This story was originally published by Mother Jones and is reproduced here as part of the Climate Desk collaboration.

The outbreak of Zika virus in Latin America is “spreading explosively,” the director of the World Health Organization warned at an emergency meeting in Geneva on Thursday. Last week, the epidemic took a surreal turn when health officials in El Salvador advised women there not to get pregnant for the next two years. Similar, though less extreme, warnings have been issued by Brazil, Colombia, and several other countries. The virus has infected more than a million people during the current epidemic, and health officials say that it may be linked to a spike in microcephaly, a rare condition in which infants are born with unusually small heads.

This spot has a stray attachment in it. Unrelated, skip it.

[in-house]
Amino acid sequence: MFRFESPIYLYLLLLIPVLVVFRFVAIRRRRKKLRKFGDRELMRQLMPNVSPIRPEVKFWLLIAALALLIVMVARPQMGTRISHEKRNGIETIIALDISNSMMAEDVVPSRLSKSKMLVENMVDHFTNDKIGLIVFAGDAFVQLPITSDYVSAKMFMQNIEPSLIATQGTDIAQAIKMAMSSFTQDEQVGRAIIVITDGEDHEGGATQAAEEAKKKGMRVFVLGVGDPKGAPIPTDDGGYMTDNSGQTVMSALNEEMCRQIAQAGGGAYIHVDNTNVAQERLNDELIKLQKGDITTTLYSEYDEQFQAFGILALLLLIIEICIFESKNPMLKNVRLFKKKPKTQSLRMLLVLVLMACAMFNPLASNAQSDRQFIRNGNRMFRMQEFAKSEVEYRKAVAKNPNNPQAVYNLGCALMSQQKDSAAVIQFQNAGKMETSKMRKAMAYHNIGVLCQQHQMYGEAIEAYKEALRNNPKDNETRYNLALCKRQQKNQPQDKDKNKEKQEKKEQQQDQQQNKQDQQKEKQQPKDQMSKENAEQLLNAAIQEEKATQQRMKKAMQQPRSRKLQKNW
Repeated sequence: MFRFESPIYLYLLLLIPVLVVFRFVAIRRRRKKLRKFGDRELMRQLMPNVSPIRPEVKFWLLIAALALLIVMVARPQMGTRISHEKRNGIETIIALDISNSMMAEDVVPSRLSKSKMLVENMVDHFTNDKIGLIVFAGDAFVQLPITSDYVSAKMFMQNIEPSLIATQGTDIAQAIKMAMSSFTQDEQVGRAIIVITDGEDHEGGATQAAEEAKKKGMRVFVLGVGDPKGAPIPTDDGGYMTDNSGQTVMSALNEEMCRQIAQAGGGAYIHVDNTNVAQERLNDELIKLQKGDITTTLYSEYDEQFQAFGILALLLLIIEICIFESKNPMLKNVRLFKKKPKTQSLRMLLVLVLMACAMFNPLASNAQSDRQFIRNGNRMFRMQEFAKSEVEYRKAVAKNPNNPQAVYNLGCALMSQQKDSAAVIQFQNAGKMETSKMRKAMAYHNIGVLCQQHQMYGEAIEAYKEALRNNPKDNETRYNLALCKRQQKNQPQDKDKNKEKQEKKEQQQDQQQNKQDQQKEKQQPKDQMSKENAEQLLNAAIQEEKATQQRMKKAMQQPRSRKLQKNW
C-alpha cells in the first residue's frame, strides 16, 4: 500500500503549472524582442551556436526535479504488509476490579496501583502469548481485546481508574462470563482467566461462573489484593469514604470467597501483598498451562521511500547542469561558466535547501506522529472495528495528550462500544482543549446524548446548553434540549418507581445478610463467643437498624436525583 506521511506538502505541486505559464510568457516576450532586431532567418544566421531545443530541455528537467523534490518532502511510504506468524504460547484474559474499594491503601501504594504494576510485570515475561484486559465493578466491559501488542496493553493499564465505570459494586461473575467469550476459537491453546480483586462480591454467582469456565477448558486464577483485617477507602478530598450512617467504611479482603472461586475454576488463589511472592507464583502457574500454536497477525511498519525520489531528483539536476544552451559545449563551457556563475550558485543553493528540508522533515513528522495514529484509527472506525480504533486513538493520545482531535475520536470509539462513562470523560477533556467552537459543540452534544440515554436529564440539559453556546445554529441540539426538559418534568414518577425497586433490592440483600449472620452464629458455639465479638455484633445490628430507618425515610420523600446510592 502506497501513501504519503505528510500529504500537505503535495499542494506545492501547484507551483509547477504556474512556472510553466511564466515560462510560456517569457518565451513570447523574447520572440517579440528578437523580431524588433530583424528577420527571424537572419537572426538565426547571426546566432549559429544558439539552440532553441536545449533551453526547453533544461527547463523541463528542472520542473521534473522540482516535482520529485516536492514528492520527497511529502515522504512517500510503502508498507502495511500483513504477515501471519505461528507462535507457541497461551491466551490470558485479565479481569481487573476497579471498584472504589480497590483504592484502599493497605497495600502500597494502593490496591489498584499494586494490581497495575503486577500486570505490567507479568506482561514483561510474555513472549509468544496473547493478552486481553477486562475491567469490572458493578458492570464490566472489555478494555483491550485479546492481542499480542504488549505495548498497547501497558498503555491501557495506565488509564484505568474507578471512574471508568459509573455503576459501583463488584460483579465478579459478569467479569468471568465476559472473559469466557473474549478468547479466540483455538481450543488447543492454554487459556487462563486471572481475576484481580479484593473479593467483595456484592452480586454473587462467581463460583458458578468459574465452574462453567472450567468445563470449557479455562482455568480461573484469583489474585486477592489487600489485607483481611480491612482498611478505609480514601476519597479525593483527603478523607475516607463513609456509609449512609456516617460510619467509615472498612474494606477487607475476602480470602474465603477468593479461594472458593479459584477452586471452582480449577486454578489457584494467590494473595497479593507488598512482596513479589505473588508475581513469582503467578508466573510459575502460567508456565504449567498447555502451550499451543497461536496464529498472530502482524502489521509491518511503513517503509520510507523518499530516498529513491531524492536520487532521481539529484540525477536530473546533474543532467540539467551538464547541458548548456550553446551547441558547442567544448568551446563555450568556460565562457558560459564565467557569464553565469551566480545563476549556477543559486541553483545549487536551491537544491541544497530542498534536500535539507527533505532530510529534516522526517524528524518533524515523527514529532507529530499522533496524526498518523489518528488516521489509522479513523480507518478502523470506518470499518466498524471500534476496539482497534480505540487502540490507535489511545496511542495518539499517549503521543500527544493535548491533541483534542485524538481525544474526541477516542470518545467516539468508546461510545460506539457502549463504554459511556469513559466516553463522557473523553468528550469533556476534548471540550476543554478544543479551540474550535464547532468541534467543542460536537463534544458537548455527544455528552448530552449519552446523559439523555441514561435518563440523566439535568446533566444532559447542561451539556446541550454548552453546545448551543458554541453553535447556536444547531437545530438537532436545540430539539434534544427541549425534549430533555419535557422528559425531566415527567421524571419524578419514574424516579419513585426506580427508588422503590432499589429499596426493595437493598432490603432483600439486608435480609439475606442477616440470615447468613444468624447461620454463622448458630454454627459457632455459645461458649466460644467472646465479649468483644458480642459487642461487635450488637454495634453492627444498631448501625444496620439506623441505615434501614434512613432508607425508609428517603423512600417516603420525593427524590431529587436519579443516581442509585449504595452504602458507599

Behind the outbreak is a complex combination of environmental and economic factors. Here’s what you need to know:

What is Zika?

Zika was first identified in monkeys in Uganda’s Zika Forest in 1947. In the years since, the disease has slowly migrated eastward around the globe, following oceanic trade routes with the help of infected sailors and mosquitoes trapped in the holds of ships. The first serious outbreak occurred in 2007 in Micronesia, where up to 60 people were infected, followed by cases in French Polynesia and on other Pacific islands. The current outbreak, which started late last year in Brazil, is the most serious yet and the first one in the Americas.